The Municipality of Crowsnest Pass is a specialized municipality located in the Crowsnest Pass of the Rocky Mountains in southwest Alberta, Canada. The municipality formed as a result of the amalgamation of five municipalities (the Village of Bellevue; the Town of Blairmore; Town of Coleman; the Village of Frank and Improvement District No. 5, which included the Hamlet of Hillcrest) on January 1, 1979. Today, Blairmore and Coleman remain the two largest communities while Frank is the smallest. Crowsnest, Passburg, and Sentinel (Sentry Siding) are other former communities (abandoned, or much reduced) within the municipality's boundaries.
The municipality owes its existence to coal mining, the area's primary industry since the first mine opened in 1900. Its ethnic and cultural diversity comes from the many European and other immigrants attracted to the area by the mines. Through the years' coal mining suffered from fluctuating coal prices, bitter strikes, and underground accidents, and all the mines on the Alberta side closed throughout the 20th century as cheaper, safer open-pit mines opened on the British Columbia side of the pass. There is an operating coal mine just across the BC border in Sparwood, which continues to provide significant employment for the Municipality of Crowsnest Pass.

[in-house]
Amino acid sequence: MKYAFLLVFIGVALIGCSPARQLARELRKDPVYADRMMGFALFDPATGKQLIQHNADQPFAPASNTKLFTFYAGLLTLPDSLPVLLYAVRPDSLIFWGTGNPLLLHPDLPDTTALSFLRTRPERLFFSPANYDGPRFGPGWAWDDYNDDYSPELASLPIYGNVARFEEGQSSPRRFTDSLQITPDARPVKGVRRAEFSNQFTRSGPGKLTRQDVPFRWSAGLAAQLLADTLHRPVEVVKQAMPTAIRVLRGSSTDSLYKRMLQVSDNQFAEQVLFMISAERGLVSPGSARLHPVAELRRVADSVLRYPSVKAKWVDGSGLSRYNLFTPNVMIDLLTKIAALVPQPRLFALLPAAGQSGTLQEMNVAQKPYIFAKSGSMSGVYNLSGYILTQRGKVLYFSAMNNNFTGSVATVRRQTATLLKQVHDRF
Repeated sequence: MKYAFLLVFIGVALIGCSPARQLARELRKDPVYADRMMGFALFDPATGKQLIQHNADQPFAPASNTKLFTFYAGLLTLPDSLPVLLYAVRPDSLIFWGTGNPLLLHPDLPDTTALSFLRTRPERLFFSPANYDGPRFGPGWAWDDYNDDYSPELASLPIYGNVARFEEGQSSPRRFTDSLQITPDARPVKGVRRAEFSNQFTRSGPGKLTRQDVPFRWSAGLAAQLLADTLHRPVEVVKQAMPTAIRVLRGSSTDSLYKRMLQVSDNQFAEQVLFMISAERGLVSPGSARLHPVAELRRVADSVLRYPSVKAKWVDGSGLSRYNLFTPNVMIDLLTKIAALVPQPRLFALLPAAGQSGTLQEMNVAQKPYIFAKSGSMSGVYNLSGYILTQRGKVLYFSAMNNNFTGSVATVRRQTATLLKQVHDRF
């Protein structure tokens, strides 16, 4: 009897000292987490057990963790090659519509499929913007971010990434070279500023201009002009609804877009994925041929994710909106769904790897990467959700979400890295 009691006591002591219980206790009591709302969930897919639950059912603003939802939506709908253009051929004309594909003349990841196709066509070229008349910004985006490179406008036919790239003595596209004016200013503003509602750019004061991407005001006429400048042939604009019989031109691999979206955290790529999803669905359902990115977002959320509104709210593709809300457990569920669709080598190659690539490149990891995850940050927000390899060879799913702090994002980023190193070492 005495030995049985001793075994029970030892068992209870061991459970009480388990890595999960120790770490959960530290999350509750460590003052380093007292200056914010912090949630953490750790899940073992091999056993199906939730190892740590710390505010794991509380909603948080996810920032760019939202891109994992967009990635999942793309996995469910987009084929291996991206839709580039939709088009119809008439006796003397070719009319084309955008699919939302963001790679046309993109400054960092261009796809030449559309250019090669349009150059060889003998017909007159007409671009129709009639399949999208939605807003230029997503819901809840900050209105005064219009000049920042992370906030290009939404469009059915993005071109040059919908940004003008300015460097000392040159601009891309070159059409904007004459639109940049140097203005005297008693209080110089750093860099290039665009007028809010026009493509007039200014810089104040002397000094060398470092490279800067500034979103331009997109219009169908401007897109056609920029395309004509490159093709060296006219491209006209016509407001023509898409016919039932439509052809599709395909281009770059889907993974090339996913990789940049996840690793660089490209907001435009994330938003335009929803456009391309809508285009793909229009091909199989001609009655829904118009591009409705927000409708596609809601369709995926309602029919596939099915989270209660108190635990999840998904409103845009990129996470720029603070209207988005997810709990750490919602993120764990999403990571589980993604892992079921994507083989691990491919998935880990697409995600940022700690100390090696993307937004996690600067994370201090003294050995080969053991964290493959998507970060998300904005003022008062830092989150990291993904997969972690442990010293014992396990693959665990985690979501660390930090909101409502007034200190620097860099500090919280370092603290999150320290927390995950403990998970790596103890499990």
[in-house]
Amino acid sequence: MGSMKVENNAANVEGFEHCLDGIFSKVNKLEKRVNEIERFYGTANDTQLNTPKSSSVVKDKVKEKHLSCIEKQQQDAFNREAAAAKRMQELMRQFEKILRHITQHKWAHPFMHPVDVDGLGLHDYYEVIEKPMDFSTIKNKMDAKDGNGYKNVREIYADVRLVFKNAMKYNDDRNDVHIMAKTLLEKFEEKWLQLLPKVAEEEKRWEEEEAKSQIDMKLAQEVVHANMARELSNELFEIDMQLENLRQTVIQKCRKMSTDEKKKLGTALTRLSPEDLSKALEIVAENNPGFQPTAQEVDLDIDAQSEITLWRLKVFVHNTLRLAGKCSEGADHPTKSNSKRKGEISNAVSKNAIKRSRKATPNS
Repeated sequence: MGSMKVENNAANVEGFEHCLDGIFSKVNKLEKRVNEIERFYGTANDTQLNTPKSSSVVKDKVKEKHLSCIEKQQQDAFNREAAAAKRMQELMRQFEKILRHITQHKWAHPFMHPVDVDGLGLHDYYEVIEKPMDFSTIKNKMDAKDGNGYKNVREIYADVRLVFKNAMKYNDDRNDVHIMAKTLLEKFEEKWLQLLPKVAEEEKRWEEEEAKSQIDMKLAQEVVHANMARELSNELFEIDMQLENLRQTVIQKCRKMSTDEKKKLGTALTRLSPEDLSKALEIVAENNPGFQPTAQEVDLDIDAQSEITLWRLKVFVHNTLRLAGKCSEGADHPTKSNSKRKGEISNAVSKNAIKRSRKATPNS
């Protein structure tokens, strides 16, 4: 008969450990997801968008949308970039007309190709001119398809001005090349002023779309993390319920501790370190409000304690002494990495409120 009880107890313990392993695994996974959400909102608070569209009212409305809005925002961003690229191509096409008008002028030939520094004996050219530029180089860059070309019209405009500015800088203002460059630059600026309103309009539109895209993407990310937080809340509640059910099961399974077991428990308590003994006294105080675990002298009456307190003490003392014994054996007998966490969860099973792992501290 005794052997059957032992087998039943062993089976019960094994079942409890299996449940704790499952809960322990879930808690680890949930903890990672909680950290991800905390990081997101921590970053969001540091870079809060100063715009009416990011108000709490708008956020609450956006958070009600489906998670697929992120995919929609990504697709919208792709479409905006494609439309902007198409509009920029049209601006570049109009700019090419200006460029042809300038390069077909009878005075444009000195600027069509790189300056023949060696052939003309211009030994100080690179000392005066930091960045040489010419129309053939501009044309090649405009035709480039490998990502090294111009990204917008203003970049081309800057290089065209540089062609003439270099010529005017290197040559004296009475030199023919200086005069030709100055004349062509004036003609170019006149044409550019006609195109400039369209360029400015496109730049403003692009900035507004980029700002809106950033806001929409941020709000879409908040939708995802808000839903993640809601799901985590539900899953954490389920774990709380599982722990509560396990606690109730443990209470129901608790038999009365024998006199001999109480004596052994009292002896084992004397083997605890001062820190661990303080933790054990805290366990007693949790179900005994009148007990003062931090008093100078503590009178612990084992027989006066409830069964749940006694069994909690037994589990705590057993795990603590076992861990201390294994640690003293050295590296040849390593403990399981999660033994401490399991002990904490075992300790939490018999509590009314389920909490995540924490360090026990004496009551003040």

Crowsnest Pass is known for tragedy. In 1903, the tip of Turtle Mountain broke loose and decimated part of the Village of Frank (the Frank Slide). In 1914, the Hillcrest mine disaster occurred in the Hillcrest Mine, killing 189 men. Serious spring floods occurred in 1923 and 1942. Periodic forest fires have swept the valley, including one in the summer of 2003 that threatened the entire municipality.
The area was a centre for "rum-running" during prohibition, from 1916 to 1923, when liquor was illegally brought across the provincial border from British Columbia. The legacy is celebrated at the restored Alberta Provincial Police Barracks, now an interpretive centre.